Signs that indicate an applicant may be approved for SSDI include submitting adequate medical proof, demonstrating an inability to work, and having sufficient work credits. Working with a social security attorney may also increase the odds of the applicant qualifying for disability benefits.

Submitting Adequate and Convincing Medical Proof

A disability benefits claimant can improve the chances of his or her application getting approved by submitting sufficient and convincing medical proof. The Social Security Administration (SSA) maintains an official medical resource called the Blue Book where all the medical conditions and associated symptoms that make applicants eligible for disability benefits are listed.

Record of medical history, reports of diagnosis, CT scans and X-rays, treatment descriptions, and prescription drug receipts are the key medical records and reports that a claimant should submit to strengthen his or her disability claim. The claimant should also submit a letter from a doctor that confirms the validity of every diagnostic test.

Demonstrating Inability to Work 

A claimant can increase the odds of SSA approving his or her disability claim by demonstrating that he or she can’t work or do any substantial gainful activity outside his or her area of training. The claimant must also prove that he or she hasn’t worked for 12 consecutive months. In addition to the documents submitted by the employer showing that the claimant didn’t work for the entire year, the claimant should also submit copies of his or her monthly bank statements as additional proof.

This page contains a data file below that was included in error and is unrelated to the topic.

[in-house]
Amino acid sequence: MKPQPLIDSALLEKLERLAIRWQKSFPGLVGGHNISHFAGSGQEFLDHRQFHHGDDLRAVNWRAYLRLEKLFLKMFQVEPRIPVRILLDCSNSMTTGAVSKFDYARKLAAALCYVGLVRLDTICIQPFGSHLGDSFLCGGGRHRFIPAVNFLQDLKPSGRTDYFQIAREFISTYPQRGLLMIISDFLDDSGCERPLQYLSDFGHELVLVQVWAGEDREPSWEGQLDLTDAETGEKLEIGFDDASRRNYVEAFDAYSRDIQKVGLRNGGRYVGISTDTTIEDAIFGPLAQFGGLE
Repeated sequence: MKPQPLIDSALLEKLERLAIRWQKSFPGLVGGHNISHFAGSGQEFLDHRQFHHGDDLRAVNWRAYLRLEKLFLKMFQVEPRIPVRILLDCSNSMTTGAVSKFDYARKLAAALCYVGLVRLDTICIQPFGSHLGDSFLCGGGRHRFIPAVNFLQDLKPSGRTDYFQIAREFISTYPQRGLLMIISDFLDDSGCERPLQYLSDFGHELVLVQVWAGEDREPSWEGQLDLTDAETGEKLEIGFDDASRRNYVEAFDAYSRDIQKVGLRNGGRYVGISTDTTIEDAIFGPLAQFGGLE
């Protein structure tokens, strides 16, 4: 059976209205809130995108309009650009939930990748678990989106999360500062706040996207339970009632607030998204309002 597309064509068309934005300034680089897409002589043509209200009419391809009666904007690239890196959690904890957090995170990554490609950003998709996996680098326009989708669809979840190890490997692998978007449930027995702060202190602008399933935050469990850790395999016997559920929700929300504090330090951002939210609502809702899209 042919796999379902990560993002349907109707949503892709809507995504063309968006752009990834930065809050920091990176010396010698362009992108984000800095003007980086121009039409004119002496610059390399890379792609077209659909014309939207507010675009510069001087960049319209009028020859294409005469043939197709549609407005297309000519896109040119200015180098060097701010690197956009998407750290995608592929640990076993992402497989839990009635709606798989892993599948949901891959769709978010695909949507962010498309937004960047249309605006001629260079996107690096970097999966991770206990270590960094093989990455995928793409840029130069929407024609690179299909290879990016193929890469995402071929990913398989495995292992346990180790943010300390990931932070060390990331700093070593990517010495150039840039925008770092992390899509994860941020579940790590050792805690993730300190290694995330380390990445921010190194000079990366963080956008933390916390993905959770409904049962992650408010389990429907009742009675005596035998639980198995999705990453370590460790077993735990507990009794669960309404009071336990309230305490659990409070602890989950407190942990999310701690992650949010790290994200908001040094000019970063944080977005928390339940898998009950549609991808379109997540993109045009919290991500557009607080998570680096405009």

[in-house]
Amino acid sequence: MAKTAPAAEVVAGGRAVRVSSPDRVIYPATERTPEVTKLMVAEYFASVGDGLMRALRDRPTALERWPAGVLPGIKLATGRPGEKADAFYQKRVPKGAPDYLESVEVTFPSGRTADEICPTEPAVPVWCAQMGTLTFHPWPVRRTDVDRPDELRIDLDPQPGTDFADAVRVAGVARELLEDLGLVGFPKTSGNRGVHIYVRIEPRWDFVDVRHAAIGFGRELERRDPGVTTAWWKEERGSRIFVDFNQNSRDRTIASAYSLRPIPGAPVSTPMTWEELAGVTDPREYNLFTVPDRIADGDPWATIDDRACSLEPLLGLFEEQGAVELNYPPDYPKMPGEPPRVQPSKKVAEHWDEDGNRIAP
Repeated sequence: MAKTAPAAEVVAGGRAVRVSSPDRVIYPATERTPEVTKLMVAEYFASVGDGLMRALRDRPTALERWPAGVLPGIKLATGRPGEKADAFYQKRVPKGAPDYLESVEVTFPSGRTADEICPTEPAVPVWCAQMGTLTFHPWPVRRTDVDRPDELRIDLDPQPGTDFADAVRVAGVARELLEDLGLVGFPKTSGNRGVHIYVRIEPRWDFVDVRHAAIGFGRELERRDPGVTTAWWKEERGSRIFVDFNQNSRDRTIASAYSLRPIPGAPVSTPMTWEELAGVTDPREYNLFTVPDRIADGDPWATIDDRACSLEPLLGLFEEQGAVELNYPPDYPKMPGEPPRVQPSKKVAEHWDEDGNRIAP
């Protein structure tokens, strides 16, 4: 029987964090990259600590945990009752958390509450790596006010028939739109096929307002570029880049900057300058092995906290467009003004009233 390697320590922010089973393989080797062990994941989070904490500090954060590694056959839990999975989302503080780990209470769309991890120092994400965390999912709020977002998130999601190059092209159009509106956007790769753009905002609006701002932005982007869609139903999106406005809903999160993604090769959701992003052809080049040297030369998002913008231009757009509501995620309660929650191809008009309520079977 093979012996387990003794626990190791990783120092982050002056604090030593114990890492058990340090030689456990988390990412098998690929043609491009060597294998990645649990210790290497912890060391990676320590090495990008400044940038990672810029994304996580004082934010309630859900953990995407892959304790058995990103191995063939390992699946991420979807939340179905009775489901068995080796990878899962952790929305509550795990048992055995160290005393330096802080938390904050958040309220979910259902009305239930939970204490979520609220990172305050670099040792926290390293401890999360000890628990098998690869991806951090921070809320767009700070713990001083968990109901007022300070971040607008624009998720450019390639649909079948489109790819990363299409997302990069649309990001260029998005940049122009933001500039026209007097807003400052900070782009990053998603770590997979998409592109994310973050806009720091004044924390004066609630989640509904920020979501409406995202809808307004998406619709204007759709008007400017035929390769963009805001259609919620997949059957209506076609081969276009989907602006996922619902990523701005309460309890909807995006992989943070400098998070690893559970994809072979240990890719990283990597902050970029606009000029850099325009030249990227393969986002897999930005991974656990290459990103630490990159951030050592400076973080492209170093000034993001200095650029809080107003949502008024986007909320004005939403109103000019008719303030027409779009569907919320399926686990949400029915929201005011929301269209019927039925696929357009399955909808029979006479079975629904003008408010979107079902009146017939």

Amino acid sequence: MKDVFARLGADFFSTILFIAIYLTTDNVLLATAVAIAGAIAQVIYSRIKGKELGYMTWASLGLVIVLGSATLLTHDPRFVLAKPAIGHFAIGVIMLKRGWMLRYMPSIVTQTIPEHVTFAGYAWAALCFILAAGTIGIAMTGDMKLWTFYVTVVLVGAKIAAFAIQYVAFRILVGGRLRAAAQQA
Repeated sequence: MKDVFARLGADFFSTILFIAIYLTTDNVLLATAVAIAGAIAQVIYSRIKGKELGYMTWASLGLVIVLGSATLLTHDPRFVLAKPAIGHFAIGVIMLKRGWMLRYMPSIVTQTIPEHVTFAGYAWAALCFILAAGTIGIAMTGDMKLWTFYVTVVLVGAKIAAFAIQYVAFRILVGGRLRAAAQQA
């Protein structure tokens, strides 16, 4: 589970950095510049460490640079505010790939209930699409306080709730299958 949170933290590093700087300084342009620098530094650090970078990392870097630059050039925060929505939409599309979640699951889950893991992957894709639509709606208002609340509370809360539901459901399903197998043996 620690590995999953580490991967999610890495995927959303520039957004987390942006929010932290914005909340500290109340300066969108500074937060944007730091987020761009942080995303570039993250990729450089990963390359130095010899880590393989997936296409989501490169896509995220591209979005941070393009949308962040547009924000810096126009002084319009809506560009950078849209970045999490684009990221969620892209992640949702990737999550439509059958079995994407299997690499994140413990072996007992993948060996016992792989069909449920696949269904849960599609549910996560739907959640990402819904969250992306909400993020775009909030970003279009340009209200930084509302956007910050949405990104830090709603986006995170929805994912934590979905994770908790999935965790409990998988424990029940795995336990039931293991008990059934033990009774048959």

Having Sufficient Work Credits

Claimants must have enough work credits to be eligible for SSDI benefits. Individuals that hold jobs that submit social security taxes can earn a maximum of four work credits per year. The SSA determines the number of work credits required for a claimant to be eligible for disability benefits by considering the age when the claimant first suffered a symptom of a qualifying disability.

Working with a Social Security Attorney

A disability claimant can reduce the odds of getting an SSDI denial by working with an attorney for social security. The attorney can communicate with the doctor, obtain medical records and reports, file a disability claim with the SSA, and monitor the status of the claim on the claimant’s behalf. The attorney can also help the claimant work through the four-step appeals process if his or her initial application is denied.